Education policy


Education policy

Education policy refers to the collection of laws or rules that govern the operation of education systems.

Education occurs in many forms for many purposes through many institutions. Examples include early childhood education, kindergarten through to 12th grade, two and four year colleges or universities, graduate and professional education, adult education and job training. Therefore, education policy can directly affect the education people engage in at all ages.

Examples of areas subject to debate in education policy, specifically from the field of schools, include school size, class size, school choice, school privatization, tracking, teacher education and certification, teacher pay, teaching methods, curricular content, graduation requirements, school infrastructure investment, and the values that schools are expected to uphold and model.

Education policy analysis is the scholarly study of education policy. It seeks to answer questions about the purpose of education, the objectives (societal and personal) that it is designed to attain, the methods for attaining them and the tools for measuring their success or failure. Research intended to inform education policy is carried out in a wide variety of institutions and in many academic disciplines. Important researchers are affiliated with departments of psychology, economics, sociology, and human development, in addition to schools and departments of education or public policy. Examples of education policy analysis may be found in such academic journals as "Education Policy Analysis Archives".

List of Researchers
*George Akerlof
*Joshua Angrist
*Gary Becker
*Charles Bidwell
*James S. Coleman
*Roland Fryer
*Adam Gamoran
*Gene V Glass
*Eric Hanushek
*Linda Darling-Hammond
*James Heckman
*Thomas Kane
*Alan Krueger
*Henry Levin
*Richard Murnane
*Gary Orfield
*Andrew C. Porter
*Stephen Raudenbush
*Diane Ravitch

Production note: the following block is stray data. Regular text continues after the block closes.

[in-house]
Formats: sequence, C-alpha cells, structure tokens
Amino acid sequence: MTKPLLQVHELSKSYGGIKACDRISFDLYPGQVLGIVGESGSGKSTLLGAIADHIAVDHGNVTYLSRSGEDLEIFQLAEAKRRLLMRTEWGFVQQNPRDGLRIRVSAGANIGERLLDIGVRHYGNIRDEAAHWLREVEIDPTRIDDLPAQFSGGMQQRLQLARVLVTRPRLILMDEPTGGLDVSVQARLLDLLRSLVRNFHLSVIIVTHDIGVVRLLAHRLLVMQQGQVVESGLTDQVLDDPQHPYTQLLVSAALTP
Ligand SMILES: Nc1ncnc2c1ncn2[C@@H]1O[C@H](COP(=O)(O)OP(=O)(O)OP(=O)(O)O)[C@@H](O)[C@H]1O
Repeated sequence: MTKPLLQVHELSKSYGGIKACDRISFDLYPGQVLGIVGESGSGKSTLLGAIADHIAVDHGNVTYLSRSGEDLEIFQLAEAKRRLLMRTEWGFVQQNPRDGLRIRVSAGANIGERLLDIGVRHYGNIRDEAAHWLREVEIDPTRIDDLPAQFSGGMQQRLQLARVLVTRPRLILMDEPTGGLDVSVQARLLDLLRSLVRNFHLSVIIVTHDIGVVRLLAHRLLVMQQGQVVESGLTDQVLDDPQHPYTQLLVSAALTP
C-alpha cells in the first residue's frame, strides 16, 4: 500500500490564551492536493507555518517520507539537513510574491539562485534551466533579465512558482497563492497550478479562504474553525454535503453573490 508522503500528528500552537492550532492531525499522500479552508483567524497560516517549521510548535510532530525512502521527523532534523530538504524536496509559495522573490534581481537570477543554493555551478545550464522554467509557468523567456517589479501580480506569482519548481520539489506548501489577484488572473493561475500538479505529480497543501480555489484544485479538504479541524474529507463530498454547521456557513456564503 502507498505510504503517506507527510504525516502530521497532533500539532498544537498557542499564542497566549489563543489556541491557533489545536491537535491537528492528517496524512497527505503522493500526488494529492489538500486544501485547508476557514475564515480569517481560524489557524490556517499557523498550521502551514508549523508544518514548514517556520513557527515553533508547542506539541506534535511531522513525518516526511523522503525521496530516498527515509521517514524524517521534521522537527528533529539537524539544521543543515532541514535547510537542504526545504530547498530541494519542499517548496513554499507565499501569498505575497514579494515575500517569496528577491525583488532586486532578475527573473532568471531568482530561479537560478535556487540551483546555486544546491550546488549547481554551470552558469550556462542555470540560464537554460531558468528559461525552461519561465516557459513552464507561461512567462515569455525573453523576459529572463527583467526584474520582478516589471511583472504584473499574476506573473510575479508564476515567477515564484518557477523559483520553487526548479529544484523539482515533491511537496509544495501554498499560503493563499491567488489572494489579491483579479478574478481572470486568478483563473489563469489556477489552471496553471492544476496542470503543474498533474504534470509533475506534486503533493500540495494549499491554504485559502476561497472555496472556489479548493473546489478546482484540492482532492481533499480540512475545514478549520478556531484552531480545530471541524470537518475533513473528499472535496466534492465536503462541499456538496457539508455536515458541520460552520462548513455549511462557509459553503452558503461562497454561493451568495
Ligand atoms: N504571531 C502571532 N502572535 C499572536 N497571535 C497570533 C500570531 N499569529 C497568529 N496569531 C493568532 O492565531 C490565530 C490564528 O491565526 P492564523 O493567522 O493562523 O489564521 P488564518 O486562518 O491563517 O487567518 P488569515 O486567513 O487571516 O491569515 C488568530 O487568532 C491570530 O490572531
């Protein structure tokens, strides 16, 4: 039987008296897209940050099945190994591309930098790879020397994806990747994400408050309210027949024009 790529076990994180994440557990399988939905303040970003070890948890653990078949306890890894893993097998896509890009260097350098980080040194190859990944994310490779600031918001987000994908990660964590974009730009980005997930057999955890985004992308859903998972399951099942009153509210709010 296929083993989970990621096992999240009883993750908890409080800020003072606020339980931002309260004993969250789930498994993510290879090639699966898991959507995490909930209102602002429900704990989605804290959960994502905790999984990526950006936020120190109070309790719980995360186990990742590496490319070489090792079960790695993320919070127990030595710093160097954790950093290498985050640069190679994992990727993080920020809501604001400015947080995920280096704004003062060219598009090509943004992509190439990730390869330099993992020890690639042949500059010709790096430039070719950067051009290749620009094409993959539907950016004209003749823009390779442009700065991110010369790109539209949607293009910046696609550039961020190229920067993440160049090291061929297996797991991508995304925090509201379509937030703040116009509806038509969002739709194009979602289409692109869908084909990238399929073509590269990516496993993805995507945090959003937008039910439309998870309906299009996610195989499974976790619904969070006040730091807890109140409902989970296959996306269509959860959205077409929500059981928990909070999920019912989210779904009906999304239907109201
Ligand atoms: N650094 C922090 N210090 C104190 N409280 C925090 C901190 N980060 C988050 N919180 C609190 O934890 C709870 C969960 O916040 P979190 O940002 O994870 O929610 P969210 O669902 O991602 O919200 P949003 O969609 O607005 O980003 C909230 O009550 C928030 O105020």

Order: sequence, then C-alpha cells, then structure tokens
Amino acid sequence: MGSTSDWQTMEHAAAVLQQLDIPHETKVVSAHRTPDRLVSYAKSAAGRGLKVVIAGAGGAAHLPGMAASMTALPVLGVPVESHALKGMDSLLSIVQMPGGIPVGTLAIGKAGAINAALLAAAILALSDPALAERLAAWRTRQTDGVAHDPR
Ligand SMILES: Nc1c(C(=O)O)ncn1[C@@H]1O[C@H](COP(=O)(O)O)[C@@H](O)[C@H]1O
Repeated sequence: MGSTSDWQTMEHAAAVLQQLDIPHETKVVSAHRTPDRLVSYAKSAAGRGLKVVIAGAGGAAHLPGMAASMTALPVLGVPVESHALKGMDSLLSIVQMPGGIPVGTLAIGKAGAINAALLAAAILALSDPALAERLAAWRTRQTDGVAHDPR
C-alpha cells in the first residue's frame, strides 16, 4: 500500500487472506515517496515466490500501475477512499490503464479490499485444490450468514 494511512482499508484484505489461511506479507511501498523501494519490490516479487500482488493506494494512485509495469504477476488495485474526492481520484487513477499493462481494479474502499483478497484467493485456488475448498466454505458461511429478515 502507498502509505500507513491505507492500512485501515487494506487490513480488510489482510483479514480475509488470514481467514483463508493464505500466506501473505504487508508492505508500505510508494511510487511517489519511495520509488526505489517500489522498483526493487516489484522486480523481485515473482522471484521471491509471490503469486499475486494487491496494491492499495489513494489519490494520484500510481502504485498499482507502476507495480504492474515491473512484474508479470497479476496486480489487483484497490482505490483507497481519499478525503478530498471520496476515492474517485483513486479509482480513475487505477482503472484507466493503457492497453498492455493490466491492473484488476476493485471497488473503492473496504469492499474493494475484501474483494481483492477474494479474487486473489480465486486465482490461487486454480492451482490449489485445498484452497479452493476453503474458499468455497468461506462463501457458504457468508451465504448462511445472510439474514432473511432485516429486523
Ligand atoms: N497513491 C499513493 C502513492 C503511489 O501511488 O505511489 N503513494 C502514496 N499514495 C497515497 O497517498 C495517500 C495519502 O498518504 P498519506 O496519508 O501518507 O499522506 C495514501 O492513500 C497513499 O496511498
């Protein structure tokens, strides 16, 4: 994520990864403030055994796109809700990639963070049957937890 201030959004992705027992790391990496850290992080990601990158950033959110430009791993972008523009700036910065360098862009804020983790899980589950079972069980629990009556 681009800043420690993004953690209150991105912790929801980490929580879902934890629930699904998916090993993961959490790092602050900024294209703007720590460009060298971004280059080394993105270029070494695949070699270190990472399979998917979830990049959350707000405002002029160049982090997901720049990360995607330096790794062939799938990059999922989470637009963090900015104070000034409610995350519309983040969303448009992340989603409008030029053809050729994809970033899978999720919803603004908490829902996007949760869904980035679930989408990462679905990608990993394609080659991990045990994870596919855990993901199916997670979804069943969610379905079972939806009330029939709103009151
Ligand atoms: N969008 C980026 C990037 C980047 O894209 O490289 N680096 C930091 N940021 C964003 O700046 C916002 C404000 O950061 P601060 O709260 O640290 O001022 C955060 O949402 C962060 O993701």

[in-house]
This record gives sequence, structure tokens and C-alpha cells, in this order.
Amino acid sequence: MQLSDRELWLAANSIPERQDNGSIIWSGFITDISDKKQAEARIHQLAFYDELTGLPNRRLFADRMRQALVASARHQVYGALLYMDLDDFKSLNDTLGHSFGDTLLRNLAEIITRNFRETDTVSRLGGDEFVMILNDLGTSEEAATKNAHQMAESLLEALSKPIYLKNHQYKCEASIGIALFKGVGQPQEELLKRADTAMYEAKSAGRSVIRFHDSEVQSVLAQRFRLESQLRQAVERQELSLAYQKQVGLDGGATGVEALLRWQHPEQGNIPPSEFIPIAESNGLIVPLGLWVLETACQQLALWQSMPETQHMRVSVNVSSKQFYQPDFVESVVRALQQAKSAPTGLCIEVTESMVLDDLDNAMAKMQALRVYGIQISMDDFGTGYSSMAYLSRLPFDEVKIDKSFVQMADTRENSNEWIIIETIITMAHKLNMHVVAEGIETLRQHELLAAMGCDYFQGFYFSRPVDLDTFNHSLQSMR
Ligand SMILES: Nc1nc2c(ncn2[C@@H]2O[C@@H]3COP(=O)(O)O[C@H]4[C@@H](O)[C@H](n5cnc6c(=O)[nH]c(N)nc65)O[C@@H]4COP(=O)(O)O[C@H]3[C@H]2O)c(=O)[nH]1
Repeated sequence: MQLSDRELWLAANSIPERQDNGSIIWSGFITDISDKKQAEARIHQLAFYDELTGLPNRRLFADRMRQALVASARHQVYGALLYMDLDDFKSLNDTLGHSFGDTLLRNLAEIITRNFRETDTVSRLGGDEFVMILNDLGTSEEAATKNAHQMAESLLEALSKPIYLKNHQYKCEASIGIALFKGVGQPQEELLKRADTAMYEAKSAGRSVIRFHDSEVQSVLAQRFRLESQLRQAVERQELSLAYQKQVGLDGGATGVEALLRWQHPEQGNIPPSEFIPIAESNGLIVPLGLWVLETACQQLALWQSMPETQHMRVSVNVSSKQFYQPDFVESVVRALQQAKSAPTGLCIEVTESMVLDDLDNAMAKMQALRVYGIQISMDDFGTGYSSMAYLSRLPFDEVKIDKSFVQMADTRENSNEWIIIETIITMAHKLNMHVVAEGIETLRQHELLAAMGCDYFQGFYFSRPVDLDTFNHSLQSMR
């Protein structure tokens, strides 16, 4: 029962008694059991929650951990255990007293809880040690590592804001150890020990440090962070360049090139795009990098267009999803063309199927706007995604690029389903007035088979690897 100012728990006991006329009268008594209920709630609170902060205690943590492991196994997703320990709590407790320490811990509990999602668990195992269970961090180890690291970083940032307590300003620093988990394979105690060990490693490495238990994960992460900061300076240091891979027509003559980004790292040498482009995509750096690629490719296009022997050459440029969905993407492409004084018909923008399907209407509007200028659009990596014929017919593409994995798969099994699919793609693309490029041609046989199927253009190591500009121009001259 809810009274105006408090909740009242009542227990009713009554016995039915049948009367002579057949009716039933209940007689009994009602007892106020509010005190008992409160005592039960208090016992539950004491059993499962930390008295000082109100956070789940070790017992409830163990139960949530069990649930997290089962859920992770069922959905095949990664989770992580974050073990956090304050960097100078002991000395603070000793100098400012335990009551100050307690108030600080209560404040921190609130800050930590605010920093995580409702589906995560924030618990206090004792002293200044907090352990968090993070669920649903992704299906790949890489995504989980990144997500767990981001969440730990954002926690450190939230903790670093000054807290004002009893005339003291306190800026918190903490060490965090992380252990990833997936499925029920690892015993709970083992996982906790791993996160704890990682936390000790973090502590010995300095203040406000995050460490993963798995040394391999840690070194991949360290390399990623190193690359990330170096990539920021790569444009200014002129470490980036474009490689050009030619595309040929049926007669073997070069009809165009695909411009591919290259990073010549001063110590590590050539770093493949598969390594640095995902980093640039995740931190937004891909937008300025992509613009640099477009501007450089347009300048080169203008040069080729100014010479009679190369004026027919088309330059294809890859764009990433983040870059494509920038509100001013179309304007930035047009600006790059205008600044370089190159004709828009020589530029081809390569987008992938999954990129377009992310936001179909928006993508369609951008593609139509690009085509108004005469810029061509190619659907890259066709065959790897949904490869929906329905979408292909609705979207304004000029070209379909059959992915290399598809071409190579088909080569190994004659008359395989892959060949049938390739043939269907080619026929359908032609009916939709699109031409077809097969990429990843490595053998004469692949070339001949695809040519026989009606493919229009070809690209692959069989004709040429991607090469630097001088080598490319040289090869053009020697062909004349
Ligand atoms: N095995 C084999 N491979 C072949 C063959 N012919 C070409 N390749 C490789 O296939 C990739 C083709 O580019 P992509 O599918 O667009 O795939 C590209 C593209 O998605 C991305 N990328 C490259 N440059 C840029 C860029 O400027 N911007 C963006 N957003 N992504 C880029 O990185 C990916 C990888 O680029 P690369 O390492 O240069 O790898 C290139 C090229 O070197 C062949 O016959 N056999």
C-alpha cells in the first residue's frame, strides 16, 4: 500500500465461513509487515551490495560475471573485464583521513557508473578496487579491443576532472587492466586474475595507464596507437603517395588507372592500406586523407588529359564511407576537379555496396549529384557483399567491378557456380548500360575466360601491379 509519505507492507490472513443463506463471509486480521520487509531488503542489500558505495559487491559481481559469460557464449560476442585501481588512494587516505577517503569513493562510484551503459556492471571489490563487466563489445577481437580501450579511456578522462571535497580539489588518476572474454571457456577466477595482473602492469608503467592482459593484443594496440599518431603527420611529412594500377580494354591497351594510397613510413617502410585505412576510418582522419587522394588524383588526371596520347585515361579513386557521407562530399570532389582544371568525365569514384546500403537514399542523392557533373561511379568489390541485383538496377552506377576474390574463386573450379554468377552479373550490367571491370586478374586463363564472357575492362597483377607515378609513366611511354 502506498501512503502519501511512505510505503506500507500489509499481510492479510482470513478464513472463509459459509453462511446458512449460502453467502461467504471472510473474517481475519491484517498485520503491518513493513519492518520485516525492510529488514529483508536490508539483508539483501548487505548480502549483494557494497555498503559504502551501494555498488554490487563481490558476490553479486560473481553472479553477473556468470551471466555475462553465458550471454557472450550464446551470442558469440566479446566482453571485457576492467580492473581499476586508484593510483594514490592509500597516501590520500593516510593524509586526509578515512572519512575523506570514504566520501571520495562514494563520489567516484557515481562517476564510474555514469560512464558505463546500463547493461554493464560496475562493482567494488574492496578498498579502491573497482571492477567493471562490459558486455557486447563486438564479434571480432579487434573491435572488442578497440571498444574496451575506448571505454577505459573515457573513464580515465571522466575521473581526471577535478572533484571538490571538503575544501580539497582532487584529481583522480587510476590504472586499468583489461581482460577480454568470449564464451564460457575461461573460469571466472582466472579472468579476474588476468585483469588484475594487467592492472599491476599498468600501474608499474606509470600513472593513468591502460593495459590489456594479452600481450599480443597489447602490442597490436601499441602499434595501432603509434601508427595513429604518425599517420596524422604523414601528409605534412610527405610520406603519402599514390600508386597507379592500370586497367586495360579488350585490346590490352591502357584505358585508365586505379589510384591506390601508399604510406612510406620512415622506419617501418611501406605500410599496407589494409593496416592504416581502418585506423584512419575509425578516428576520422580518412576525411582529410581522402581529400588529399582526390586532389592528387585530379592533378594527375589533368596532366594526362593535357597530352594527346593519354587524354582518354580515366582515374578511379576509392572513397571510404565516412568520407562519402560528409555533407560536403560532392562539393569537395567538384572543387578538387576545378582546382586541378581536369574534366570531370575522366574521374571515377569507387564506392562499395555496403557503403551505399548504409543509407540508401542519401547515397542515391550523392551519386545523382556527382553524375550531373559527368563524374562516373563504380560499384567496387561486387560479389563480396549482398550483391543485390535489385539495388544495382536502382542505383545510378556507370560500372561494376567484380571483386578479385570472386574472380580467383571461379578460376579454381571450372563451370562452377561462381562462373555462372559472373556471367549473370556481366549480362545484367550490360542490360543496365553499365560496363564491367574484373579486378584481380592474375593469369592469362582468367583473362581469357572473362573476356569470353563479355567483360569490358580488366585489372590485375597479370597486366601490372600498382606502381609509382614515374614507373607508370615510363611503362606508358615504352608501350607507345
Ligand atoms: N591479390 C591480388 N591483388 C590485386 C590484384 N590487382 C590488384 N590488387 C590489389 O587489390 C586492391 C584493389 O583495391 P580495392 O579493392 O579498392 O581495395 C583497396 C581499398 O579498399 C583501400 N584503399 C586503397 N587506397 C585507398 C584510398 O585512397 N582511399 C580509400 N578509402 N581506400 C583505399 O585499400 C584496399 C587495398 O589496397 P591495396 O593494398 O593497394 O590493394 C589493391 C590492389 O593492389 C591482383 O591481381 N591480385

*Fernando Reimers

ee also

*Public Policy
*Educational Evaluation
*NCLBAccording to a "Report of the National Reading Panel: Teaching Children to Read" http://www.nichd.nih.gov/publications/nrp/findings.cfm?renderforprint=1,the NRP has begun to recognize the value of computer technology for reading education. However, the NRP's consideration of computer technology for reading education must encompass computer technology's ability to deliver instruction. An example of this would be how computers deliver instruction in vocabulary or in phonemic awareness. The studies that analyze computer technology for reading education is limited and small in number. With only 21 studies that met the NRP research methodology criteria, it is difficult to draw conclusions from these studies. However, it is possible to make some general statements. These general statements include: "First, all the studies reportpositive results, suggesting that it is possible to use computer technology for reading instruction. The seven studies that reviewed the addition of speech to computer-presented text indicate that this may be a promising use of technology in reading instruction.Two other trends show promise. The use of hypertext (highlighted text that links to underlying definitions or supporting or related text,almost like an electronic footnote), while technically not reading instruction, may have an instructional advantage. Second, the use ofcomputers as word processors may be very useful, given that reading instruction is most effective when combined with writing instruction.Striking in its absence is research on the incorporation of Internet applications to reading instruction.Research also is needed on the value of speech recognition as a technology and the use of multimedia presentations in readinginstruction.In sum, the Panel is encouraged by the reported successes in the use of computer technology for reading instruction, but relatively fewspecific instructional applications can be gleaned from the research. Many questions still need to be addressed" http://www.nichd.nih.gov/publications/nrp/findings.cfm?renderforprint=1 .

External links

* [http://www.aera.net/ American Education Research Association]
* [http://www.bera.ac.uk/ British Educational Research Association]
* [http://www.brook.edu/gs/brown/brown_hp.htm Brookings Institution Brown Center on Education]
* [http://www.csse.ca/ Canadian Society for the Study of Education]
* [http://www.ers.org/ Educational Research Service]
* [http://www.eidos.org.au/ Eidos Institute, AUS]
* [http://www.ed.gov/about/offices/list/ies/index.html Institute of Education Sciences (U.S. Department of Education)]
* [http://www.nfer.ac.uk/ National Foundation for Educational Research (UK)]
* [http://www.newteachercenter.org New Teacher Center at the University of California, Santa Cruz]
* [http://www.edexcellence.net/foundation/global/index.cfm Thomas B. Fordham Foundation Institute]
* [http://www.wiscape.wisc.edu/ Wisconsin Center for the Advancement of Postsecondary Education]
* [http://www.wcer.wisc.edu Wisconsin Center for Education Research]


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